But back to the point. Why do people come in with a cold? Do they honestly think it's something worse? Even if everyone in their family has a cold, they've had a cold in the past and there's nothing new and interesting about this particular bug? I can understand in the case of a child, because parents always err on the side of caution when a kid has a sniffle. And kids are much more likely to have strep throat or ear infections. But when a healthy 35-year-old comes into the office with a two day history of stuffy nose, cough and fatigue, I have to be honest and say that I'm rolling my eyes in my head...

Sigh. But that's what a family doc is there for, right?


Sunday, February 05, 2006

Paging Dr. Hypocrite...

As a family doctor (or in my case, a reasonable facimile) a big part of my job is preventive medicine. The idea behind this is that by taking care of the 'big picture' of our patient's health, we'll prevent larger problems down the road. The fee schedule that my preceptor works under actually encourages this... in place of a fee-for-service model that encourages assembly-line medicine and rewards procedures over counselling, under this new model a family physician is paid a monthly fee for every patient enrolled under his care. Regardless of how many times or for what reason each patient actually comes into the office. This isn't quite as wacky as it sounds. The monthly fee for an elderly woman, for instance, is substantially higher than a young adult. Young adult males, who traditionally are the lowest users of the medical system, are worth the lowest monthly fee... unless they have a serious mental illness, which makes the fee higher. Get the idea?

So anyway, this alternative funding system lets us spend time doing things like helping patients stop smoking, improve their diet, cope with their stress and other things often deemed 'touchy-feely' but that pay off in the long run. The problem is, the medical system makes it pretty damn hard to practice what you preach.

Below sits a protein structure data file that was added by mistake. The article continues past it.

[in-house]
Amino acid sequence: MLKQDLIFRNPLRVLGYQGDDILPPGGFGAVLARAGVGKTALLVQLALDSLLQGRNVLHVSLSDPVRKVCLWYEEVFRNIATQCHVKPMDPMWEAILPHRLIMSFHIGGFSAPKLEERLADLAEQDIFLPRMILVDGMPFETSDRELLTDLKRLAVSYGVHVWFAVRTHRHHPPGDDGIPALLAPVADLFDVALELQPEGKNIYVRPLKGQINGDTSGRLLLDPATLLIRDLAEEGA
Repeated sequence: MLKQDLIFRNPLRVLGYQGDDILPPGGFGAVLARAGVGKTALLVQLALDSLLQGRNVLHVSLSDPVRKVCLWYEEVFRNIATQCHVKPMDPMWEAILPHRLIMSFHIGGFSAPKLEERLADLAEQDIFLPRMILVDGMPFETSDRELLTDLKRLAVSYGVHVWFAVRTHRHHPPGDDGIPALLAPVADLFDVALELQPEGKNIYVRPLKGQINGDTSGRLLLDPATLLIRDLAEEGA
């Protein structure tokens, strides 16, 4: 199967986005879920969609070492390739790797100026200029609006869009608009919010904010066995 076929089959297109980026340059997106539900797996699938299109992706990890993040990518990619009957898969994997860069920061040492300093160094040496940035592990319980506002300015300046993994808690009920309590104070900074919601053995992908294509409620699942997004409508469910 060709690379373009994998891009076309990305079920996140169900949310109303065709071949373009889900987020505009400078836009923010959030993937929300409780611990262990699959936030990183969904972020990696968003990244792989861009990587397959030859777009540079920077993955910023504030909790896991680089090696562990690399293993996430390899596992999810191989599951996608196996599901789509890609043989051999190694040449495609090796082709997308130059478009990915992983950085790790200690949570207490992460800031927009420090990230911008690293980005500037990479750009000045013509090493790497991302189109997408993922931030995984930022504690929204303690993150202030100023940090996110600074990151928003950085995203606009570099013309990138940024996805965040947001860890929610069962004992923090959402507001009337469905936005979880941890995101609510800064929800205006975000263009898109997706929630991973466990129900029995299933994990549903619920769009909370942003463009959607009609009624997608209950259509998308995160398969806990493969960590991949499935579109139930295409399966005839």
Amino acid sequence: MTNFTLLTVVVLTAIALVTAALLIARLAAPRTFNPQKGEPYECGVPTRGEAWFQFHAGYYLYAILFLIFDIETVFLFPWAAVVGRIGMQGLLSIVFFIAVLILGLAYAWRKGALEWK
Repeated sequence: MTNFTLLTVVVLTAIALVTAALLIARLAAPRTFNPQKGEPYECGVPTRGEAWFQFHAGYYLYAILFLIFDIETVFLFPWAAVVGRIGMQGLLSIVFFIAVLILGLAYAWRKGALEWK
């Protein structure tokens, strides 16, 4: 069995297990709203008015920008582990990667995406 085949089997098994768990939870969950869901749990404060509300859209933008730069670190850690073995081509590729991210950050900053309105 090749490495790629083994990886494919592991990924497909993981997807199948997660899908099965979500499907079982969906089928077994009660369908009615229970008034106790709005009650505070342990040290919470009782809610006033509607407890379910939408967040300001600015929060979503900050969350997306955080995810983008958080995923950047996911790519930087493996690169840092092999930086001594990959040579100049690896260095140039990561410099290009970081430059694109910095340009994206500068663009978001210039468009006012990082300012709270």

Before medical school, had a pretty healthy lifestyle. I ate well, I managed stress in a constructive manner, and I was pretty active. I hit the gym 4-5 times a week, and picked up a new sport every year-- most recently I had learned to row, play touch football and golf. And I maintained a weight, which although I was always unhappy with, translated to a healthy BMI. All in all, I was doing okay. Then came clerkship.

The hours got longer and the gym visits got fewer and further between. Healthy meals gave way to take-out on more evenings than I care to admit. Sleep became a valuable commodity, and I wasn't getting nearly enough of it. And the stress grew. Some people coped... some didn't cope so well. I did okay, mostly thanks to a kick-ass support system in the form of two close friends and an amazing significant other. But many of my healthy habits went right out the window.

So here I am, 25 lbs heavier than I was before I started medical school. Before this week, I haven't seen the inside of my gym more than once in the past month. I'm relying less on take-out thanks to the joint efforts of myself, my fiance and our slow-cooker, but diet alone isn't enough to undo the damage. And that makes me a hypocrite. What are people thinking as this overweight, overtired doctor advises them on improving their diet and finding time to exercise? How can they take me seriously when I can't take me seriously?